By the end of 2017, this bootstrap approach started being an issue. Le Wagon was growing fast and spreading in 20 cities. These 20 cities didn’t really know how to use the brand, apart from the logo. They didn’t know exactly what colors, shapes, font rules and patterns to use when building visuals.

It was purely our fault! We had changed the design so many times when bootstrapping that — as a result — our brand had spread in various directions without any consistency.

What our brand looked like on the web after too many iterations (2017)

By the end of 2018, we couldn’t wait any longer. We now had 30 cities, nearly 4,000 amazing alumni, 300 talented teachers and tons of inspiring stories to tell all over the world. We needed a strong brand system to showcase all of this. It was high time we refreshed our brand and built new pillars that everyone could use consistently.

Refreshing our brand

For this big brand refresh, we decided not to reproduce past mistakes and to work with professional designers. I had heard very good feedback about Muxu Muxu, a French design agency based in Bordeaux. So we met with Luc and Damien and decided to give it a try!

Let’s revamp the logo

First, we started to refresh our logo. Not an easy task, that took way longer than expected! We tested so many directions: abstract, literal, mascot-like, childish, not childish, 3/4 perspective, front perspective, back perspective, on a road, without a road, in a red circle, without a red circle, etc… I genuinely think we might have built the biggest library of van icons in the history of van icons.

If you need a van icon, we’ve got you covered :)

We were actually following the wrong path, forgetting about the lean approach that had always guided us. If one element of our brand was clear and loved by everyone (our teachers, alumni and drivers all over the world) it was our logo! So why change it? Many drivers (Le Wagon’s city managers) were actually skeptical and questioning this choice. And they were right.

It took us some time (and some work on our ego) to admit that our drivers were right and that we needed to stay true to our current logo. Surprisingly, it was a hard decision. When you start rebranding your company, you are excited about novelty and change. It can sometimes blind you and affect your common sense. After accepting that we wouldn’t reinvent the wheel on our logo, and that we just needed to refresh our existing one, we started all over again from scratch.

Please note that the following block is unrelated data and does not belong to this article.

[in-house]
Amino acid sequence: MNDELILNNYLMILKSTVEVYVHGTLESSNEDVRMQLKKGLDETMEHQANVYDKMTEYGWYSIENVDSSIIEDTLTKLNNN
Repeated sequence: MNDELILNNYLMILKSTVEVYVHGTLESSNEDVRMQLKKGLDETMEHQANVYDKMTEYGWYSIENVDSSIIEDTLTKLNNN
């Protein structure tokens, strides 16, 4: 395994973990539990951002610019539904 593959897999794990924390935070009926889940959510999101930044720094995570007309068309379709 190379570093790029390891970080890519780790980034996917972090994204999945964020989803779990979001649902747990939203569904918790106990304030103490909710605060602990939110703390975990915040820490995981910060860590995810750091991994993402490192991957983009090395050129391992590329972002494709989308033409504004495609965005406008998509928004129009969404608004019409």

This strategy paid off and we ended up with a great new logo. A nice and subtle re-lifting of our “trusty old wagon”, with a more modern and tech font, aligned with the new van design. Most importantly, we were preserving a logo and symbol that everyone in our community loved.

Building a new visual identity

In parallel to the logo rework, we needed to set new design pillars for our brand. We knew we wanted to create a brand system around the “tech journey”, which would nicely connect to the logo. So we started exploring different directions with the design agency.

First iteration: an abstract tech journey

We first started exploring an abstract representation of this tech journey: dotted lines to draw our students’ life path, map contour lines to represent the new territories they explore with us, pictures treated like train windows projecting students on their future tech career, etc…

Looking at these tests, we thought that they were missing the fun & community aspect that was so important to us. We found them a bit boring and not creative enough to represent the strong personality of our community.

Second iteration: an illustrative tech journey

So we decided to test another direction: be more literal and use illustrations to translate this “tech journey” in a very straightforward way. We explored lots of illustrative universes.

At one point, we really got lost and Le Wagon started looking like a SaaS company 🙈. We knew we had gone too far!

We realized we did not want to look like a software where real human pictures are replaced by fictional characters. Le Wagon is about real students, teachers, drivers and alumni. They should be at the heart of the brand.